Kauai After the Storm: No Power. No Gas. And Scrambling to Fund Recovery Efforts.

At least 120 people in the isolated communities of Wainiha and Haena remain cut off from the rest of the island because of more than a dozen landslides.

by Dan Nakaso, The Honolulu Star-Advertiser / April 24, 2018

(TNS) - More than a week after floodwaters ravaged homes, businesses, hillsides and roads, there is still no idea of the cost of the damage — or even a guess of how many structures were destroyed or left uninhabitable.

Assessment teams from Kauai County, the Hawaii Emergency Management Agency and Federal Emergency Management Agency continue to fan out to the hardest-hit areas of Koloa on the south side, Anahola toward the east and Hanalei, Wainiha and Haena on the north shore, said HI-EMA spokeswoman Arlina Agbayani.

Before an application for financial help can be made to FEMA to begin the rebuilding process, Agbayani said, “we still need to gather as much data as we can. … It’s still unknown how many homes were damaged.”

What is known is that at least 120 people in the isolated communities of Wainiha and Haena — who remain cut off from the rest of the island because of more than a dozen landslides on Kuhio Highway — have been treated at a makeshift clinic at the Hanalei Colony Resort condominiums in Haena since Friday, said Dr. Janet Berreman, Kauai district health officer for the state Department of Health.

But even that number may be underreported, Berreman said.

“We’ve seen at least 120 people, but it’s probably higher, more like 150,” she said.

There are no specific numbers yet, Berreman said, but the most common treatments include “lots of tetanus boosters,” antibiotic prescriptions and care for “people getting cuts, stepping on things,” she said. “There are lots of small lacerations, skin wounds, skin rashes from known contaminated floodwater. There are lots of coughs and colds.”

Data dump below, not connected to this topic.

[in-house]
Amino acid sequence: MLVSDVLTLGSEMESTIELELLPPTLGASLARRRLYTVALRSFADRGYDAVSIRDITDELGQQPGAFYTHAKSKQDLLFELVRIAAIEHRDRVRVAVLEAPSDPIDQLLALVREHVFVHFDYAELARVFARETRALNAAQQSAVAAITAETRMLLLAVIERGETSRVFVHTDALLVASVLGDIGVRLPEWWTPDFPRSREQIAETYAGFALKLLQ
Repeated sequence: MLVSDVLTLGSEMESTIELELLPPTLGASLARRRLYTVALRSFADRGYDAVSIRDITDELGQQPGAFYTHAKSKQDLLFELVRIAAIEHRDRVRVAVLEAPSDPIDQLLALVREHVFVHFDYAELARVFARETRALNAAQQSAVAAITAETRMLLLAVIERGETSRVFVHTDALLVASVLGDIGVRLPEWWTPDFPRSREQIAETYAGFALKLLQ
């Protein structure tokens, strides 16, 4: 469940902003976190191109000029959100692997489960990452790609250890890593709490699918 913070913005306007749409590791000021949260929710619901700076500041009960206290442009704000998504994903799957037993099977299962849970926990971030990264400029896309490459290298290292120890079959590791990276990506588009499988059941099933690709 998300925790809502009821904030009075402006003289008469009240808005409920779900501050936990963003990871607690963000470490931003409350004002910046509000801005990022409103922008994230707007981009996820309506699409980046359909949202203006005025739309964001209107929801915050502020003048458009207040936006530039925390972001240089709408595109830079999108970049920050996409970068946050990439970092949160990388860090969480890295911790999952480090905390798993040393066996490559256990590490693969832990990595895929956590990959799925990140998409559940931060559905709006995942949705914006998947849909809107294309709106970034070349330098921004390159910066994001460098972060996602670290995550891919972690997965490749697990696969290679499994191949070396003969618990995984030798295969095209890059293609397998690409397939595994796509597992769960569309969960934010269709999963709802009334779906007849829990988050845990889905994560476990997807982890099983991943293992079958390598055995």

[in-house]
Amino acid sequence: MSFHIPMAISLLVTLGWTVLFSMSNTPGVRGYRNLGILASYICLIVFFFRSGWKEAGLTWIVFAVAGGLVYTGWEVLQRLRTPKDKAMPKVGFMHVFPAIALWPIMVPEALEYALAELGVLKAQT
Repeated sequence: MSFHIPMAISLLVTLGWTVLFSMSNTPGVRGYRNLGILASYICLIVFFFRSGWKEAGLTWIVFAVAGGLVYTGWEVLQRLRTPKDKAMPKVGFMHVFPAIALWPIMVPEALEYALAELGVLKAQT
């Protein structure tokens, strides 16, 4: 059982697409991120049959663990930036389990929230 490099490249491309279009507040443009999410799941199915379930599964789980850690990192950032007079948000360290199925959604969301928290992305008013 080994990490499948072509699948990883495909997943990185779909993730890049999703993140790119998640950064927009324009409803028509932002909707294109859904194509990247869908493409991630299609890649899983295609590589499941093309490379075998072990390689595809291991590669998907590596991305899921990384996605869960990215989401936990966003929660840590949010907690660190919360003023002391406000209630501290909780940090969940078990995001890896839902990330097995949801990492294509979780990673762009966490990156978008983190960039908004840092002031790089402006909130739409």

To those in Wainiha and Haena, Berreman said, “If you’ve got a cut that’s starting to get red or oozy, this isn’t the time to tough it out. It’s the time to clean it properly.”

Children have likely been playing in stormwater and mud left behind by the receding floodwater, but “I’m not aware of any outbreak of diarrhea,” she said. “But that is certainly one of the risks.”

Mold continues to grow in flooded homes and can exacerbate respiratory problems, Berreman said.

Kauai County officials Monday were trying to figure out how to follow up on a pledge that Mayor Bernard Carvalho made Sunday to import badly needed fuel into Wainiha and Haena — and simultaneously remove garbage that’s been piling up for more than a week.

Carvalho told the more than 400 people who attended Sunday’s meeting at the Hanalei Colony Resort that each household would be receiving five gallons of fuel weekly.

But transporting fuel is “heavily regulated,” and importing it by helicopter seems unlikely because of safety concerns, said Kauai County spokeswoman Sarah Blane.

Helicopters could possibly “sling load” garbage out, she said.

“Our priority is getting waste out of there and getting fuel in,” Blane said.

The Kauai Emergency Management Agency said late Monday, “Public Works officials successfully collected bagged trash from Wainiha and Haena residents” Monday and that “fuel is being distributed to residents” in the isolated towns.

The two communities had been receiving supplies from a volunteer flotilla of small boats, personal watercraft and a barge provided by the Robinson family of Niihau, which made “two drops,” Blane said.

But with north shore surf reported at 6 feet Monday, “the barge is at the mercy of the ocean conditions,” Blane said.

Residents of Wainiha and Haena told the Honolulu Star-Advertiser last week that the two communities have roughly 200 to 300 full-time residents, with dozens more vacation rentals.

Blane said there are roughly 500 utility customers in the area, which would include vacation rentals.

On Monday work crews and heavy machinery continued to clear both ends of Kuhio Highway between Hanalei and Wainiha of tons of mud and debris. Kauai police and Hawaii National Guard soldiers are now posted to prevent unauthorized people on the damaged highway, Agbayani said.

People in all-terrain vehicles Sunday mistakenly thought they could navigate across the mud-covered highway and around crews and heavy equipment to get to Sunday’s community meeting, Blane said.

A “no-fly zone” also has been imposed in the area over Haena and Wainiha, making the area inaccessible to private or commercial helicopters.

Army Chinooks and Hawaii Army National Guard Black Hawks have returned to Oahu, but Kauai County does have the use of two “little bird” helicopters from its Fire Department for emergencies.


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